Sometimes officers should consider making transfers themselves. Often, the desire to fix what is wrong overrides the realization that you may not be the right person for that job.
Transferring should never be the first choice. The options above should be tried first. It is detrimental to the department to transfer problems instead of resolving them. However, there are instances when a firefighter who is a source of trouble at one station becomes a good employee at another station.
One of the most difficult positions for an officer is to realize that a fellow firefighter should be removed from his position. The officer who believes one of his firefighters is incompetent to the point of being dangerous to civilians and fellow firefighters faces hard choices. No fire administration wants to deal with the bad press and potential lawsuits that could occur if it dismisses a firefighter. If the firefighter involved is a member of a minority group, the local Equal Employment Opportunity Commission will examine the case whether or not discriminatory actions have occurred. Be forewarned: Most firefighters dislike incompetence, and that dislike may be revealed by behaviors that closely mirror prejudice. Unions will not allow a member to be released without a fight unless criminal charges have been proven. The Civil Service will almost certainly have a hearing to review the case. In other words, no one will be on the officer’s side if he is recommending dismissal. Do not recommend the dismissal of a firefighter. Marshal the facts, and report them in a document, such as in the following example:
Having discovered that Firefighter/EMT-B John Doe was unable to perform blood pressure (B/P), I provided training for him and the rest of my crew. On January 5 and 8, we had B/P training in the station house. Firefighter Doe seemed to understand the procedure and was able to perform it adequately at that time. This June, I discovered that he again was reporting all B/Ps as 120/80. I had Firefighter Doe do the B/Ps on five consecutive EMS runs. He reported all the B/Ps as 120/80. The medic personnel, at my request, repeated the B/Ps and found the readings significantly different in every case (see attached reports).
As far as I know, Firefighter Doe passed his last physical with no hearing deficits.
By writing the letter, you inform the department of the situation and provide an opportunity for feedback. This is the department’s chance to inform you of the further actions you need to take. Complaining to the chief that “this idiot has been in the company for 15 years and can’t even do a B/P” will have no positive impact on the situation. If you recognize a problem, address it in training. If the problem still exists, then notify the administration. Often, officers are expected to solve problems and make recommendations. Certainly, that is appropriate when dealing with equipment or fire department procedures. When it comes to the more difficult disciplinary situations, however, the wise officer lets the administration lead the way.
I don’t believe that new hires, no matter how raw, can be considered problem children-not until they have at least three years on the job. Sometimes the most important factor in firefighters’ development is experience, or lack of it. How busy is the firefighter’s truck or engine?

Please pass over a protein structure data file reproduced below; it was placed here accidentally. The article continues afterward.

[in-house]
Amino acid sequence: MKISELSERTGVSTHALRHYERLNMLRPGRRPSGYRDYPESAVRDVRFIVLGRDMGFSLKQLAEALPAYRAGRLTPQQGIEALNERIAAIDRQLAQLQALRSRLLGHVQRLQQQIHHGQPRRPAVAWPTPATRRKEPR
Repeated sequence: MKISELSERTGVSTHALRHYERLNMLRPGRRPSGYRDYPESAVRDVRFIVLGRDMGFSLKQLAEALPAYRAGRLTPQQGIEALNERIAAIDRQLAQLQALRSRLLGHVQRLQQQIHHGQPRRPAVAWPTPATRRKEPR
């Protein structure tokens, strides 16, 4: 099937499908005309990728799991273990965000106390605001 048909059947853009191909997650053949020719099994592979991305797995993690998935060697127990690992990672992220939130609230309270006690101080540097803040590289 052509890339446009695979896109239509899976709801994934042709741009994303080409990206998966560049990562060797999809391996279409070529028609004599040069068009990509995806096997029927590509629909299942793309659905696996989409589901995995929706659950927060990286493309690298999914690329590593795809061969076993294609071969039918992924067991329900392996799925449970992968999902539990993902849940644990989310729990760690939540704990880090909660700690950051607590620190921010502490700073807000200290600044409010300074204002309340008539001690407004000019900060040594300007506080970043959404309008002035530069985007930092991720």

The officer can be another important factor affecting the development of new hires. Did the officer provide adequate and appropriate training, share his experiences, and serve as a model of how firefighters should perform their duties at the station house and the emergency scene? If you’re the officer of a new hire who isn’t performing up to standards, consider these factors before judging too harshly. Training and mentoring should always be the first responses.
The most difficult position a newly promoted officer can be placed in is to be assigned to a dysfunctional station house. These stations still manage to do the work of the fire department; they just don’t do it well. Training is irregular. The house cleaning is minimal, and inspections may not be performed on time or properly. Fires are still put out, but sometimes the crews do not adhere to procedures. Although I’ve never seen a study to confirm this, I suspect one of the markers of a dysfunctional station house is a high rate of injuries combined with a high use of sick leave. Each “sick” company is sick in its distinctive way. My experience has shown that the problems can be traced to a single source-the officer.
No promotional exam is 100-percent effective. Some very intelligent people do not have the qualities to be an effective company officer. Usually, the firefighters assigned to a company that has an ineffective officer make sure, one way or another, that the necessary tasks of the fire department are accomplished. As a firefighter, I was assigned to a station house in which it was known, but officially unacknowledged, that the officer would not enter a burning building. It was always deemed necessary to “establish a command post” in front of the building. Yet, the crews did their job, the station house survived, and there were no disasters. This company didn’t become “sick” because of the lack of maturity and experience of the firefighters assigned there.